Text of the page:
Reposting of Theater Plus blog No. 187. At this point, I suppose I could have skipped over this blog. But, as the Russian saying goes, you can’t toss words out of the song. And this account about a fire at the Saratov Youth Theater was, and remains, a part of the story I told about Russian theater for many years. Furthermore, this event – the fire that seriously damaged the theater – was eventually used by local authorities to replace the then-managing director Valery Raikov, who had done an incredible job of turning this relatively small regional theater into a serious house of art. And since I have written in some detail about Raikov and his work, this is a necessary, if unpleasant, coda to that story. When this piece ran originally, it had a link to a video of the fire at the theater. That link is now dead. Above I provide a photo I took of a Lee Breuer rehearsal at the theater (Lee is in the green shirt) – it shows, in part, the stage that was damaged by the fire. Furthermore, I only have my final draft of this piece – not the actual published copy – so I don’t know the exact date it ran.
By John Freedman
Authorities in Saratov on Thursday opened a criminal investigation into the fire that virtually destroyed the Saratov Youth Theater. It began on the building’s roof during a performance on Oct. 2 and burned for some 14 hours before firemen could completely douse the flames. During the early morning hours of Oct. 3 the theater’s roof collapsed into the space containing the stage and auditorium. By the time the fire was extinguished, little was left intact but support columns and walls, and the theater’s distinctive façade.
450 spectators and employees were evacuated safely from the burning building.
Early speculation about how the fire began centered on shorts in electrical wiring, the burning out of electrical lamps, or even a possible accident involving young people who, apparently, occasionally climb onto the theater’s roof for recreation.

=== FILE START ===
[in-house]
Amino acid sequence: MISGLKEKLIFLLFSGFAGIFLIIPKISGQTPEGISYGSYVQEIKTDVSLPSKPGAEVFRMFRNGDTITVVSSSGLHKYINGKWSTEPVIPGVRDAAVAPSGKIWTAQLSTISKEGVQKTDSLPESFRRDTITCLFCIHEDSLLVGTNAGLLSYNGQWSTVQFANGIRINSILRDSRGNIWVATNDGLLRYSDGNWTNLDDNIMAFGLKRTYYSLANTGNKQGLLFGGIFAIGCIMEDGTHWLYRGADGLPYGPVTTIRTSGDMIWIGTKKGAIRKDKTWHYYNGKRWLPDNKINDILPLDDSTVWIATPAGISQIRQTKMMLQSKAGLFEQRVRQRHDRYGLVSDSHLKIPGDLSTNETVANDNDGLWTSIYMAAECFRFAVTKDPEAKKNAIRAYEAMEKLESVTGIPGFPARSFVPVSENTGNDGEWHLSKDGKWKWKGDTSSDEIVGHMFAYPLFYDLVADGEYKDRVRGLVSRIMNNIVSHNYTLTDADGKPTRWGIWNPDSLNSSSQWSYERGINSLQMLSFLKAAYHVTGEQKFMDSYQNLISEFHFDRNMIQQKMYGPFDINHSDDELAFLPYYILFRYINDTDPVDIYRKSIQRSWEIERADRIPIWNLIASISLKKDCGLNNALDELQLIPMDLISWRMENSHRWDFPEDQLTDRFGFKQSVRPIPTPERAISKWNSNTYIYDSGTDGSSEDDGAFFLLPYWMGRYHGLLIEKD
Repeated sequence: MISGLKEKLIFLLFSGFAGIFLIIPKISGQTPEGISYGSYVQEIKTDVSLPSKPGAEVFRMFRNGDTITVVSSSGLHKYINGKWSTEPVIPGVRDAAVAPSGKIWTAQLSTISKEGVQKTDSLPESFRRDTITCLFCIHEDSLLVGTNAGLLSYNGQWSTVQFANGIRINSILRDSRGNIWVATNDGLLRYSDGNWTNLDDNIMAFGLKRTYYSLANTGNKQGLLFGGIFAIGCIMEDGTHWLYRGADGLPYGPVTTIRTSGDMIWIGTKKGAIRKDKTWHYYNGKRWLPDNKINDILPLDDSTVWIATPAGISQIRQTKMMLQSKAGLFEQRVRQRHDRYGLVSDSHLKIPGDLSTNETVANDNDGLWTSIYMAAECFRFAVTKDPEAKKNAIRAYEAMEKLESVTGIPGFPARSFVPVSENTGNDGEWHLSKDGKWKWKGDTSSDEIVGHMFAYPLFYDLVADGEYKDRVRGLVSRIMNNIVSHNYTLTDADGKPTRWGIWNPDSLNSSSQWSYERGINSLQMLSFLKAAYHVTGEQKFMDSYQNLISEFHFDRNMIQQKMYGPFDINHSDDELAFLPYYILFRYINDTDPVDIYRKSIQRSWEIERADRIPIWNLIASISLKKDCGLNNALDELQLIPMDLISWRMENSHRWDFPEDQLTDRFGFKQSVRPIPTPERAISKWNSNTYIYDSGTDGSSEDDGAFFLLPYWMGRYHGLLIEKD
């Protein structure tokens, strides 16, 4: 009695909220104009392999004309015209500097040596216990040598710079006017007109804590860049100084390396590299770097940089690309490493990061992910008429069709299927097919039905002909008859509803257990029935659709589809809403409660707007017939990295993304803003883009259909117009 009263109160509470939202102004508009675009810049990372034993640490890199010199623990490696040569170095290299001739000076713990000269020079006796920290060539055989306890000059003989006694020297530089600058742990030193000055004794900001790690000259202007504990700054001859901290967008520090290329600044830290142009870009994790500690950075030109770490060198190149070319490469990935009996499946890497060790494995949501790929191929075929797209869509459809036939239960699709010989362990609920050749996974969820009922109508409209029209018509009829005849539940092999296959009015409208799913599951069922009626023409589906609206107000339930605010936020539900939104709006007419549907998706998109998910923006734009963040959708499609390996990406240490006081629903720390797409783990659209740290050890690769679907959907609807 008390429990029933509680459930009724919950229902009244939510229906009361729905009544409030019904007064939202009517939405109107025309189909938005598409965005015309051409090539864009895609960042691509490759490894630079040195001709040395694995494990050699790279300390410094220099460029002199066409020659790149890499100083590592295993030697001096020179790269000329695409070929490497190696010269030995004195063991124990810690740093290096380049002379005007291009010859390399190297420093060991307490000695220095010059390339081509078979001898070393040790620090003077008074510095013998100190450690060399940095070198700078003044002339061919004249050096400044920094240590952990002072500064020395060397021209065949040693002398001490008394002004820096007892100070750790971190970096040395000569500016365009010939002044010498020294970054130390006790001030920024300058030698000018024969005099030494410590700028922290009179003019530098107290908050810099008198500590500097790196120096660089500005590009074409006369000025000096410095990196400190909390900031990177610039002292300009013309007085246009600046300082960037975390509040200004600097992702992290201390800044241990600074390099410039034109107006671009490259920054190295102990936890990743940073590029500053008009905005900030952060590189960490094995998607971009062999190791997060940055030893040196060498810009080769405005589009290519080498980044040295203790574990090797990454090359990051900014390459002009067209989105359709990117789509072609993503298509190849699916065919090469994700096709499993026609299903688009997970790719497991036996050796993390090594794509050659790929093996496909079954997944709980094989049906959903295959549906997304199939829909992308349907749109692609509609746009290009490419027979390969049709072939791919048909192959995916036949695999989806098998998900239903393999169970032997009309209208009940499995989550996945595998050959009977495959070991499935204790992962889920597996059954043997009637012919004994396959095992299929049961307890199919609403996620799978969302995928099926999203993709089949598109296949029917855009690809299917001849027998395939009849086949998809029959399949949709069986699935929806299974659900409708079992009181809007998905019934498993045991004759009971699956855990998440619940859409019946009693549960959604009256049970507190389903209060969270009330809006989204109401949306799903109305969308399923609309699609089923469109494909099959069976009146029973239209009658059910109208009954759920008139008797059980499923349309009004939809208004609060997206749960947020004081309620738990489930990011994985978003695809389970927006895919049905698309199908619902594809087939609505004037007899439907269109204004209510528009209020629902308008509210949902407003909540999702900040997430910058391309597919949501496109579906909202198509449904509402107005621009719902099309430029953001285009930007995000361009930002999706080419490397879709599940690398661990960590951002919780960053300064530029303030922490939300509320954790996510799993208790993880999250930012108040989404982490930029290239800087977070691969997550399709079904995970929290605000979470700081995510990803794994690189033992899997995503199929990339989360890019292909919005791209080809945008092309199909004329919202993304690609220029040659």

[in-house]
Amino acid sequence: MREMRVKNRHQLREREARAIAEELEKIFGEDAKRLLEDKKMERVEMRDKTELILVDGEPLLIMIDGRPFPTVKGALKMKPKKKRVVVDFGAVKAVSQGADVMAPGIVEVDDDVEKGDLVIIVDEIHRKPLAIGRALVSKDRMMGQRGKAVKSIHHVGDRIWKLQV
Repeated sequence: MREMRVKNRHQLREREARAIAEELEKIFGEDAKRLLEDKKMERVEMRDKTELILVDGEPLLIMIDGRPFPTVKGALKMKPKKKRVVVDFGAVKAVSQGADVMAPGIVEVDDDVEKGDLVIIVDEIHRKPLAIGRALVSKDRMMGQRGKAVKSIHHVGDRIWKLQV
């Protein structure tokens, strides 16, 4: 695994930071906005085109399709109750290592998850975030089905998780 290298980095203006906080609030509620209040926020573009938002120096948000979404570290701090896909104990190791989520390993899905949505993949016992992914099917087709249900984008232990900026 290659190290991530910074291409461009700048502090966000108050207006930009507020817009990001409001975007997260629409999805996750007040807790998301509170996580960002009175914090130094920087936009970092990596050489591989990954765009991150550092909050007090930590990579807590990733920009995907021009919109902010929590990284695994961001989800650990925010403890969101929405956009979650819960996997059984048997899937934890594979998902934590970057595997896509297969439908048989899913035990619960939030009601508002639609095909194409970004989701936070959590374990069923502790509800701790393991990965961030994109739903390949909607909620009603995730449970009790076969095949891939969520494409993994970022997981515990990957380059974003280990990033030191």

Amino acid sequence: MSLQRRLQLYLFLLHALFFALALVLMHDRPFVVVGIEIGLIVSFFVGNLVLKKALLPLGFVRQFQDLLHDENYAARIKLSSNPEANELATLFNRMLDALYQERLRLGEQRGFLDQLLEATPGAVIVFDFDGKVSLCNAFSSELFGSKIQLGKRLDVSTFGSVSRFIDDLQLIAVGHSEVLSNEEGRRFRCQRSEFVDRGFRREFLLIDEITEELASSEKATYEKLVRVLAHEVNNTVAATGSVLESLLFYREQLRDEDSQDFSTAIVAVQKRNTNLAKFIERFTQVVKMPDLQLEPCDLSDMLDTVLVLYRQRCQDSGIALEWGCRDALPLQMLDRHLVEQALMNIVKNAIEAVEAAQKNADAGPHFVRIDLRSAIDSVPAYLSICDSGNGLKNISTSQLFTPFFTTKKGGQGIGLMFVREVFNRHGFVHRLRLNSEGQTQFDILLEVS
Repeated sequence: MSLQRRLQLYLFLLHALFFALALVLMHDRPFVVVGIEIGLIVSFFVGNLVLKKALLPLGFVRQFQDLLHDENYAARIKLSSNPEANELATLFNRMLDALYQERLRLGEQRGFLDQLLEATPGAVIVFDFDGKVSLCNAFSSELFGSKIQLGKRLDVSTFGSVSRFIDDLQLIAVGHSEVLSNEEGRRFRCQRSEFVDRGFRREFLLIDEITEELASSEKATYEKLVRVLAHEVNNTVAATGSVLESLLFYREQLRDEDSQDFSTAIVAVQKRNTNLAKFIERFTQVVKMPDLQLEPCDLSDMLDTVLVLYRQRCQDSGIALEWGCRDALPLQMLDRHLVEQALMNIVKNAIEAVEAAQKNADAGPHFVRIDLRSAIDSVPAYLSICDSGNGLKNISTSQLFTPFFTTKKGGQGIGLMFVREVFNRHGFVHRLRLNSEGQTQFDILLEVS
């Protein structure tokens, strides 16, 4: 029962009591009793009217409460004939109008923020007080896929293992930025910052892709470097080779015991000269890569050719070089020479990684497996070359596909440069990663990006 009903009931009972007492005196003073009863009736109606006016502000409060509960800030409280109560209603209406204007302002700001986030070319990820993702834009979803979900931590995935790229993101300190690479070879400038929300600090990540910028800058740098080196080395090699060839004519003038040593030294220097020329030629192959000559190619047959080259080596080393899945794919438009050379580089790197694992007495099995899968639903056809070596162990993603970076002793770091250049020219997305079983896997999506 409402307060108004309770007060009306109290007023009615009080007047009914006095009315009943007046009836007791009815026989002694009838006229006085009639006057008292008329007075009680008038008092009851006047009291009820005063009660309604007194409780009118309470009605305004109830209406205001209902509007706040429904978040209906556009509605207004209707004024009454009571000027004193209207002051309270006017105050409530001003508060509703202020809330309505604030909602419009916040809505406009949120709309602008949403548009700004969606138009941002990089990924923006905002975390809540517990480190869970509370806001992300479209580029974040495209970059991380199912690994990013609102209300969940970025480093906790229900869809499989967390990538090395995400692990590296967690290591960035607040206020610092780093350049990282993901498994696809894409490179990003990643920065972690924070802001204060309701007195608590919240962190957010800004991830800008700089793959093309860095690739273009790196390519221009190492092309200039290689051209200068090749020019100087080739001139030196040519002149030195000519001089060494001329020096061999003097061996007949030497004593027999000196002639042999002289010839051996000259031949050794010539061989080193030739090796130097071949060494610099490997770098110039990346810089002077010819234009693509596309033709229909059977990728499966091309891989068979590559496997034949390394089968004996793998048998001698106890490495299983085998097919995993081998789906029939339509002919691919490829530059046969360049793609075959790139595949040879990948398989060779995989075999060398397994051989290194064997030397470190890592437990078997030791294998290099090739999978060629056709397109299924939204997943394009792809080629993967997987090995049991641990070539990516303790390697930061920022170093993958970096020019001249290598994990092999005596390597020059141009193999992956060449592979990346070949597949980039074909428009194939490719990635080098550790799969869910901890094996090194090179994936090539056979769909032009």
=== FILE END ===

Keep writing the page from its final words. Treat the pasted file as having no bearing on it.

According to an account on the RIA-Novosti website, no specifics about the case have yet been made public. The agency’s unnamed source merely said, “A check of the reasons for the fire is complete. Based on that, a criminal case has been opened due to signs of criminal activity as stipulated in the codex in regards to the destruction or damage of property by negligence.”
For the time being the theater will continue performing some of its productions on a new small stage that was opened a few blocks away less than a year ago. The Russian federal government has pledged 300 million rubles to the reconstruction effort. Contributions to a ruble fund established to help the theater replenish costumes, sets and props may be made by accessing a special page on the theater’s website.
The Saratov Youth Theater, officially 95 years-old this season, although the building itself was erected in 1905, is one of the most active and innovative houses in the so-called Russian provinces. It has worked with many top directors from the West, including Lee Breuer of the United States, Paolo Landi of Italy, Matthias Langhoff and Jean-Claude Fall of France. It regularly holds workshops intended to discover and develop new writers and directors. Some of those young artists, such as Dmitry Volkostrelov and Dmitry Yegorov of St. Petersburg, and Georg Genoux of Germany, have had their works included in the theater’s repertory.
I have had numerous occasions to write about the theater in this blog space, including this overview, this account of Lee Breuer’s production of Sam Shepard’s “The Curse of the Starving Class” and this report about a Shakespeare workshop.
In an emotional interview given the day after the fire was extinguished, the theater’s managing director Valery Raikov spoke with pride of the way theater employees put evacuation drills into action. “The competent and simultaneously dynamic evacuation did its job. No one was injured in the emergency, not a single employee, not a single spectator.”
Raikov also lamented the loss of history that the fire caused. “It was a huge misfortune that the fire destroyed our beloved stage, a stage that has been a home and a place of spirituality to so many generations of actors. Although, to be honest, everything that was saved yesterday cannot be divided into what has spiritual value and what does not. Every piece of paper was dear to us, every photograph priceless.”